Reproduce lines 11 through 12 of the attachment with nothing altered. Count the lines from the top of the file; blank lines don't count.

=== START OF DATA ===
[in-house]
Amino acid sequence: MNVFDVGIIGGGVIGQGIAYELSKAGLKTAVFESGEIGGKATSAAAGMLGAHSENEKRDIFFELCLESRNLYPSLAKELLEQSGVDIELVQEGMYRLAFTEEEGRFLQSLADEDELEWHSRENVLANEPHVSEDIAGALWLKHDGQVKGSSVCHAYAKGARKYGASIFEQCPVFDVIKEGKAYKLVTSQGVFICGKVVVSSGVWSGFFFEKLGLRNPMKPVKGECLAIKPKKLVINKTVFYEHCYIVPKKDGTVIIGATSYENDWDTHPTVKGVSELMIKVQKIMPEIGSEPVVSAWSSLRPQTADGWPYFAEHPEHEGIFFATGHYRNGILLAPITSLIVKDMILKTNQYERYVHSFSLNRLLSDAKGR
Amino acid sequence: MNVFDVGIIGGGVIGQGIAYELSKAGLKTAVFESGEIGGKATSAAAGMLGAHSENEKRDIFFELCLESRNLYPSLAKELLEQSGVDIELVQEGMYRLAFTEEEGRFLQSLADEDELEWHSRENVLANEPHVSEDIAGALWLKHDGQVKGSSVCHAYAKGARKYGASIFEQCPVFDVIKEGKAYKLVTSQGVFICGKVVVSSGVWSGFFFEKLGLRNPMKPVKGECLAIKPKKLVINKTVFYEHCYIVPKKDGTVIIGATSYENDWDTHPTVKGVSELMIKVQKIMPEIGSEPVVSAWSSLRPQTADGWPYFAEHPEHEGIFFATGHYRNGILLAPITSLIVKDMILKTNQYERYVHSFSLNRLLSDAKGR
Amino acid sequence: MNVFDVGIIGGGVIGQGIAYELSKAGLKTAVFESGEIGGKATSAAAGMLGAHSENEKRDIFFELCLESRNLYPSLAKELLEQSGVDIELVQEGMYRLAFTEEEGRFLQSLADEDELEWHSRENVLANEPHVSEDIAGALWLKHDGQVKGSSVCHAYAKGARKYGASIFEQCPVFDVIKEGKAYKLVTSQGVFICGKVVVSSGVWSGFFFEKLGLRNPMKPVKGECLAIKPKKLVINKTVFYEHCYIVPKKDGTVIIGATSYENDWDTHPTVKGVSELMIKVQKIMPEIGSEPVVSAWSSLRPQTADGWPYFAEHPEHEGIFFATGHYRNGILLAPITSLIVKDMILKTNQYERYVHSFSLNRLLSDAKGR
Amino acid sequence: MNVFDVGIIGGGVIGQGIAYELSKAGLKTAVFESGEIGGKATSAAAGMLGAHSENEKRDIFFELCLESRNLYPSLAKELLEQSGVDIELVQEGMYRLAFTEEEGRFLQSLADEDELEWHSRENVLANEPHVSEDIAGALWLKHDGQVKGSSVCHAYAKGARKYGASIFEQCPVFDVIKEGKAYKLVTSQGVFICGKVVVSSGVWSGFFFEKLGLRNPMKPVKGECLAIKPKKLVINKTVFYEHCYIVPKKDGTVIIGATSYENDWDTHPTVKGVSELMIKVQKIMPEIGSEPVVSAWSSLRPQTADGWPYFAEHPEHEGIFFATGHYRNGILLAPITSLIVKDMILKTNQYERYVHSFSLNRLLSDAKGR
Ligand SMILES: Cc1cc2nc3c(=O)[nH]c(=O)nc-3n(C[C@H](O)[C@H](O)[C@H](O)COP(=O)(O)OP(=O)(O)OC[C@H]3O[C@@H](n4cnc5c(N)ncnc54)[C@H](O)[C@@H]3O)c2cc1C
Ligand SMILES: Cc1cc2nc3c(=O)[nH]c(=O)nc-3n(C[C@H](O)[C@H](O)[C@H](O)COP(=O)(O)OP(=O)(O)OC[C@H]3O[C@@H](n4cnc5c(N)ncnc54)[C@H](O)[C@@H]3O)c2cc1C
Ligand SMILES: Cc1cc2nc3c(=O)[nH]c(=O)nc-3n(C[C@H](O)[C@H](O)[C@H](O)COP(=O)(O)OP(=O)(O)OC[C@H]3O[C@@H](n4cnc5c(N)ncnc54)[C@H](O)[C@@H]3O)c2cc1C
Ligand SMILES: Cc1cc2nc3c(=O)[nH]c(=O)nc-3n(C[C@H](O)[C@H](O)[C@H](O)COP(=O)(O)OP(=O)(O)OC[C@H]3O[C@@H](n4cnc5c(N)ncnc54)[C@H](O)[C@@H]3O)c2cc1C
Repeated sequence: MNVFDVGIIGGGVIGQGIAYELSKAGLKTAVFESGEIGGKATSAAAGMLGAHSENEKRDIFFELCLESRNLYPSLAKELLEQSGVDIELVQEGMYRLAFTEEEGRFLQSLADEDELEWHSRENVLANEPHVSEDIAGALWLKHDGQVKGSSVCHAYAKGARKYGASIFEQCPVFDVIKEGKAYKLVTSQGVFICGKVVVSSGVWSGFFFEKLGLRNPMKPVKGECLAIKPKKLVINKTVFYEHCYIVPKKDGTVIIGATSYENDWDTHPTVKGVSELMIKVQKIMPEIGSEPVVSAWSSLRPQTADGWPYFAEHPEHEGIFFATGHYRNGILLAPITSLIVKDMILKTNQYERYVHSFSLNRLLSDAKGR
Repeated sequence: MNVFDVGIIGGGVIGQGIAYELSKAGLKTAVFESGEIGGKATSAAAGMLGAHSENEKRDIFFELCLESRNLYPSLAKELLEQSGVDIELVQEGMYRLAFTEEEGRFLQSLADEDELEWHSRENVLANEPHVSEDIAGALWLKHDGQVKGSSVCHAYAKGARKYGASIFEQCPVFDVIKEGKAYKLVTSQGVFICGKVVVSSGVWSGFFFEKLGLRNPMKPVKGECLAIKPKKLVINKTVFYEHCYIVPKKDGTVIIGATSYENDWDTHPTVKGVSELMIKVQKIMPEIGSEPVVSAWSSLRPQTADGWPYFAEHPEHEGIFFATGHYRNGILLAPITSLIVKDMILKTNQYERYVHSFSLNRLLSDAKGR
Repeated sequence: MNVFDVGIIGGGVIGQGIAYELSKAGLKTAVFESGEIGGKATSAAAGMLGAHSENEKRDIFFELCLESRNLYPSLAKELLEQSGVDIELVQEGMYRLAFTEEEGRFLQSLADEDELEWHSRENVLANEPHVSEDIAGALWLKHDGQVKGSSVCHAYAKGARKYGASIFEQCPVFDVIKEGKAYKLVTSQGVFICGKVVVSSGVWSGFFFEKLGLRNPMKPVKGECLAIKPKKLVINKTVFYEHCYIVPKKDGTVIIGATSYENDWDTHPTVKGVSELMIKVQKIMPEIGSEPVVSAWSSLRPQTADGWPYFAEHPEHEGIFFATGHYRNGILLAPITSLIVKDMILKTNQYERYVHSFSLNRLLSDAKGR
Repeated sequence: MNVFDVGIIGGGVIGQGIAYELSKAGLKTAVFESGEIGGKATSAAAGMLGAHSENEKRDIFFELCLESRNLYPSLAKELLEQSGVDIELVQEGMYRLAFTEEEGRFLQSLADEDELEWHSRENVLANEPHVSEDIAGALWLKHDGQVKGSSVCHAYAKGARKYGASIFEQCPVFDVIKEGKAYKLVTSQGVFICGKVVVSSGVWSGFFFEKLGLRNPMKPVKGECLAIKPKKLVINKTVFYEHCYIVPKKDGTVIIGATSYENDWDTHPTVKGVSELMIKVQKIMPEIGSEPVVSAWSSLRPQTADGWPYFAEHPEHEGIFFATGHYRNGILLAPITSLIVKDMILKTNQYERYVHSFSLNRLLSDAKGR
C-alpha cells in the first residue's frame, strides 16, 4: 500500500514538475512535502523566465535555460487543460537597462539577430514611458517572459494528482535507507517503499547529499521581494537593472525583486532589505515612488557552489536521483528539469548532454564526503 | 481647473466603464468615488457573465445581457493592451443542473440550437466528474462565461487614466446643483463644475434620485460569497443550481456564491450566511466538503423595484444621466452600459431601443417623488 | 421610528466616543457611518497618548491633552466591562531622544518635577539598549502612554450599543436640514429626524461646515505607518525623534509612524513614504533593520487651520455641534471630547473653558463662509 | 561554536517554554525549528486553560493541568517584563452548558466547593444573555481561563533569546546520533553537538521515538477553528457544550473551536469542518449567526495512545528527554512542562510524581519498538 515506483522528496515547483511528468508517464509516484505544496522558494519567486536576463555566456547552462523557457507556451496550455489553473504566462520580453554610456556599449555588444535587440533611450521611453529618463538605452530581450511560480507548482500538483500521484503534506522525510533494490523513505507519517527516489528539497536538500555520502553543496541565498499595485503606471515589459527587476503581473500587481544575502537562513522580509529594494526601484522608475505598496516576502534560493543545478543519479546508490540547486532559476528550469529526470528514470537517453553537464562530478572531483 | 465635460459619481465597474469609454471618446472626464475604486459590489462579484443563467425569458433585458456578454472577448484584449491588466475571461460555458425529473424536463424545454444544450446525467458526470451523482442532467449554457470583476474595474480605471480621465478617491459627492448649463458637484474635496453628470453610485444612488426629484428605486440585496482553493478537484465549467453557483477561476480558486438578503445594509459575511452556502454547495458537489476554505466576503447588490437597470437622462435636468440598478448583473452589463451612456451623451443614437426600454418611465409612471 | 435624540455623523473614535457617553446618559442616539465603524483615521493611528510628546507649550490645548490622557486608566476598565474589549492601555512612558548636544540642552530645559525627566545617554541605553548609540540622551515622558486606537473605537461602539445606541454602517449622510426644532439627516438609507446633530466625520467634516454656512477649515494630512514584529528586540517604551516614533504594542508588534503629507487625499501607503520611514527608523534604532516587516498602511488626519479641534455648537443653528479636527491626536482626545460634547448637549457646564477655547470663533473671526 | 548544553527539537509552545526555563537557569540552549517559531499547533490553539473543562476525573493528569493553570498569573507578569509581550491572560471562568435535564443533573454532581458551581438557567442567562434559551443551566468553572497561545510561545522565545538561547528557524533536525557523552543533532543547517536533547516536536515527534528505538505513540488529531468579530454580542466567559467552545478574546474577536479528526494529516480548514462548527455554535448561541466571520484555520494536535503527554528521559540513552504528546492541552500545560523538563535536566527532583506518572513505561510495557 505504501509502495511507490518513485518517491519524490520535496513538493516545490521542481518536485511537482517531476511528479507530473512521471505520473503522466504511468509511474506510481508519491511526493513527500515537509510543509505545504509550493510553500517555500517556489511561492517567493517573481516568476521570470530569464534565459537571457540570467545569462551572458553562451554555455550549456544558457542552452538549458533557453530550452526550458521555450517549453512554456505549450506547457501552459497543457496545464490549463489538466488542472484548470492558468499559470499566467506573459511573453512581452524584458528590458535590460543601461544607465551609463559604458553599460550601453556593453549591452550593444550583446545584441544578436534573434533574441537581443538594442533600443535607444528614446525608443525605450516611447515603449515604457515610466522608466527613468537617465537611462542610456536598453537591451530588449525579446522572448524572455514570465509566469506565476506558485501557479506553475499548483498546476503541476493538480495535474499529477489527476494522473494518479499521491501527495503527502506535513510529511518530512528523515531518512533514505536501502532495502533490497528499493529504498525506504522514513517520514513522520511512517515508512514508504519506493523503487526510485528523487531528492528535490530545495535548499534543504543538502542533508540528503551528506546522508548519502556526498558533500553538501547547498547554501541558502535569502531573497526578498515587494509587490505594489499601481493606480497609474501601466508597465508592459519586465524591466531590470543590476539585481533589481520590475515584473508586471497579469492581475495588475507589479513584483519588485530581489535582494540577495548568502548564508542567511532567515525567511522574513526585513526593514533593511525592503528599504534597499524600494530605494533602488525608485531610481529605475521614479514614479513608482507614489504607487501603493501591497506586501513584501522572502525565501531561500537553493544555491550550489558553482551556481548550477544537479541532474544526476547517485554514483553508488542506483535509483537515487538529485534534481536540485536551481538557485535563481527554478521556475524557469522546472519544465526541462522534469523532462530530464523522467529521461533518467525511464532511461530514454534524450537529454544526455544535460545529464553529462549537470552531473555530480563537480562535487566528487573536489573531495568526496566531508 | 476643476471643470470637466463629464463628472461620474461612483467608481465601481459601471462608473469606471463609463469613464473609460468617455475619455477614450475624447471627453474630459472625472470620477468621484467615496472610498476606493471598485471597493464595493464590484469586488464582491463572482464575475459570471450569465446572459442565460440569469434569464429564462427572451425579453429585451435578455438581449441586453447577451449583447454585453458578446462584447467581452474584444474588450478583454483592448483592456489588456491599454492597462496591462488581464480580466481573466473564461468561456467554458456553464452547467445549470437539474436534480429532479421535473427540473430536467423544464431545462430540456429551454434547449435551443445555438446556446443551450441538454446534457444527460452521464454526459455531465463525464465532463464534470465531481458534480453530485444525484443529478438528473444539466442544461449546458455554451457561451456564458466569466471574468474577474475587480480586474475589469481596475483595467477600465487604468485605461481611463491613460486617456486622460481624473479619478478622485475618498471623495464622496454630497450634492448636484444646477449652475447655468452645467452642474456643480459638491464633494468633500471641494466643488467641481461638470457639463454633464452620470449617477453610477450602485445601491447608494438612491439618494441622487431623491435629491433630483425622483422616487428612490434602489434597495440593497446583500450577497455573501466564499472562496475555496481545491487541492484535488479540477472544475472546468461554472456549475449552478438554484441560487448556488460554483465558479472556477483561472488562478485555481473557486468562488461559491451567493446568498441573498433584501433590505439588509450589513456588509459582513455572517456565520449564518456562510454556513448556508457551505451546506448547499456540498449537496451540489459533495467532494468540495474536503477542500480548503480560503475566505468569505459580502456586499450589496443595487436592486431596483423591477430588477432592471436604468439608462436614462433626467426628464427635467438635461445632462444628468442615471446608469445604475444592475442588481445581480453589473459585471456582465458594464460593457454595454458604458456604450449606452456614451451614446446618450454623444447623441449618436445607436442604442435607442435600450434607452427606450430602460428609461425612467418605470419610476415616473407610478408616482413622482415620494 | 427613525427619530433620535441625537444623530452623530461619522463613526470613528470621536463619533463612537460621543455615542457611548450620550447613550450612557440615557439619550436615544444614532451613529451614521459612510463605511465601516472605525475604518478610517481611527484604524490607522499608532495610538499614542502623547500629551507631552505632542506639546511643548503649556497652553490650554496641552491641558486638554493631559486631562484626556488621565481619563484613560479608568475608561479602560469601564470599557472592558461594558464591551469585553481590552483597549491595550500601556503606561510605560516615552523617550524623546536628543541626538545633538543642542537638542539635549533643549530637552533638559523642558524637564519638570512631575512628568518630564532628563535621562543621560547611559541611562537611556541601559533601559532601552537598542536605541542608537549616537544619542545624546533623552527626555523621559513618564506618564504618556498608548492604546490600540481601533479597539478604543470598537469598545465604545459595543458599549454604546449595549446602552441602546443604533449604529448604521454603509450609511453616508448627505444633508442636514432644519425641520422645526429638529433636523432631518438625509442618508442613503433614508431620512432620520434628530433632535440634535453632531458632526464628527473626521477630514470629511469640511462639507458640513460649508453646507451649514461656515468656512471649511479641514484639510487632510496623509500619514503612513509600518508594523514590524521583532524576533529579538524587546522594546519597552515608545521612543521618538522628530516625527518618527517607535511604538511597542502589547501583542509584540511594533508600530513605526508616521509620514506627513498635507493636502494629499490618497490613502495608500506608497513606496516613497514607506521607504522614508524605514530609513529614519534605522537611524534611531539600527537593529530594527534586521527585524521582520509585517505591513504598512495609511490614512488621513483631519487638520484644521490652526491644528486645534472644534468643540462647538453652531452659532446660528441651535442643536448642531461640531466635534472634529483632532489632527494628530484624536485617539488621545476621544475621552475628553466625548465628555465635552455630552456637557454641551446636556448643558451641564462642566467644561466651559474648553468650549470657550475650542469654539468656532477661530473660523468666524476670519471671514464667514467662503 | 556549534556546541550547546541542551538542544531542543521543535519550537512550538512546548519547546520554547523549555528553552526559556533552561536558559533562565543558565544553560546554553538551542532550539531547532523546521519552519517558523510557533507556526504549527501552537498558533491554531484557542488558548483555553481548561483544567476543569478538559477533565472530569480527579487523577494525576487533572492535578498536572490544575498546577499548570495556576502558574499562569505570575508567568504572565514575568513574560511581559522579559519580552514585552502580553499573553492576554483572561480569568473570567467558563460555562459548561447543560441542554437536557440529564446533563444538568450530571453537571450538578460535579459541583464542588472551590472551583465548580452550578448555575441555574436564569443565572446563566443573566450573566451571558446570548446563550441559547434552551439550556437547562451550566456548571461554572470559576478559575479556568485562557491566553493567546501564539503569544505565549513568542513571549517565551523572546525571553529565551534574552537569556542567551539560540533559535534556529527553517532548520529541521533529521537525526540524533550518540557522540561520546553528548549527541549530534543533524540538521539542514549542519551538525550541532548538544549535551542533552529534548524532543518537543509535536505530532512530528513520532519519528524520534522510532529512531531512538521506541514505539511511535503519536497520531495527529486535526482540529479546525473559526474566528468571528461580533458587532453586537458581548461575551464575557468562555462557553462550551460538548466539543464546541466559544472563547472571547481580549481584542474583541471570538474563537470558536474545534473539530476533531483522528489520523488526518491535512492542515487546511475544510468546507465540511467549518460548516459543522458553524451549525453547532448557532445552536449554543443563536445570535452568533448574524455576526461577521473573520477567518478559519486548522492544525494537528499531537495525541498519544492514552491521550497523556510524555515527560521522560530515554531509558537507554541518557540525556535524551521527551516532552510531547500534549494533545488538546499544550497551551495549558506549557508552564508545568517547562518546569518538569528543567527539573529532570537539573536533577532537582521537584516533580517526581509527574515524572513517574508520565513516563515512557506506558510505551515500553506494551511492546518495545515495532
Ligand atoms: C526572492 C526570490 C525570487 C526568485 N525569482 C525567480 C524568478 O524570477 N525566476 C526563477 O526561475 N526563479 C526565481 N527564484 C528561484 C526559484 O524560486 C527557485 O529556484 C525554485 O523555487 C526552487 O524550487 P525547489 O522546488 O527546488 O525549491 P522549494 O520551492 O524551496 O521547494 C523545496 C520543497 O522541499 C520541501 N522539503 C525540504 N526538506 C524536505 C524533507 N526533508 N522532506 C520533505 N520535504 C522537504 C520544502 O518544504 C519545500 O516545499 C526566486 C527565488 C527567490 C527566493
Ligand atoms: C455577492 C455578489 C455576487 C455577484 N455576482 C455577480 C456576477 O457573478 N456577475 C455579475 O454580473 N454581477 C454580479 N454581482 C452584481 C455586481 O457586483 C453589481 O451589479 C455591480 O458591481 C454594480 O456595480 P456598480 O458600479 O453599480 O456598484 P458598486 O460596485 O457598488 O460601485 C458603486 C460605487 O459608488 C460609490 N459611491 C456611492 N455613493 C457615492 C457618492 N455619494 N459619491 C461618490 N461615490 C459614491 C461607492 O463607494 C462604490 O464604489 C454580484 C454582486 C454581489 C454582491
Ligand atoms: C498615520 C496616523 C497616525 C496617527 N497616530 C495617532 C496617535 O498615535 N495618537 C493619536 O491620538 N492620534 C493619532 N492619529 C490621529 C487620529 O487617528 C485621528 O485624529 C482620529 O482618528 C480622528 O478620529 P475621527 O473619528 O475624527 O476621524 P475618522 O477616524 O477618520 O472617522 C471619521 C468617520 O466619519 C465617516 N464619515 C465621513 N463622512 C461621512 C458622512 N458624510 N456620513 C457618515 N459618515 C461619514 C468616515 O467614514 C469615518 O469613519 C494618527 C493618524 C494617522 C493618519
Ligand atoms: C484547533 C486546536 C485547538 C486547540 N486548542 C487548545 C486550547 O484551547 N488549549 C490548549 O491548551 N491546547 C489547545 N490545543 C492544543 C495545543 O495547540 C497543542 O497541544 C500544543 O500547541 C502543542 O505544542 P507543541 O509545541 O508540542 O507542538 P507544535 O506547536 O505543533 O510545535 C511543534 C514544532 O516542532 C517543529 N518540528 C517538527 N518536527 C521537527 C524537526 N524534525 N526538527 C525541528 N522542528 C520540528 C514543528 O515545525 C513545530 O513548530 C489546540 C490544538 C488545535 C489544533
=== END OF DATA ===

Repeated sequence: MNVFDVGIIGGGVIGQGIAYELSKAGLKTAVFESGEIGGKATSAAAGMLGAHSENEKRDIFFELCLESRNLYPSLAKELLEQSGVDIELVQEGMYRLAFTEEEGRFLQSLADEDELEWHSRENVLANEPHVSEDIAGALWLKHDGQVKGSSVCHAYAKGARKYGASIFEQCPVFDVIKEGKAYKLVTSQGVFICGKVVVSSGVWSGFFFEKLGLRNPMKPVKGECLAIKPKKLVINKTVFYEHCYIVPKKDGTVIIGATSYENDWDTHPTVKGVSELMIKVQKIMPEIGSEPVVSAWSSLRPQTADGWPYFAEHPEHEGIFFATGHYRNGILLAPITSLIVKDMILKTNQYERYVHSFSLNRLLSDAKGR
Repeated sequence: MNVFDVGIIGGGVIGQGIAYELSKAGLKTAVFESGEIGGKATSAAAGMLGAHSENEKRDIFFELCLESRNLYPSLAKELLEQSGVDIELVQEGMYRLAFTEEEGRFLQSLADEDELEWHSRENVLANEPHVSEDIAGALWLKHDGQVKGSSVCHAYAKGARKYGASIFEQCPVFDVIKEGKAYKLVTSQGVFICGKVVVSSGVWSGFFFEKLGLRNPMKPVKGECLAIKPKKLVINKTVFYEHCYIVPKKDGTVIIGATSYENDWDTHPTVKGVSELMIKVQKIMPEIGSEPVVSAWSSLRPQTADGWPYFAEHPEHEGIFFATGHYRNGILLAPITSLIVKDMILKTNQYERYVHSFSLNRLLSDAKGR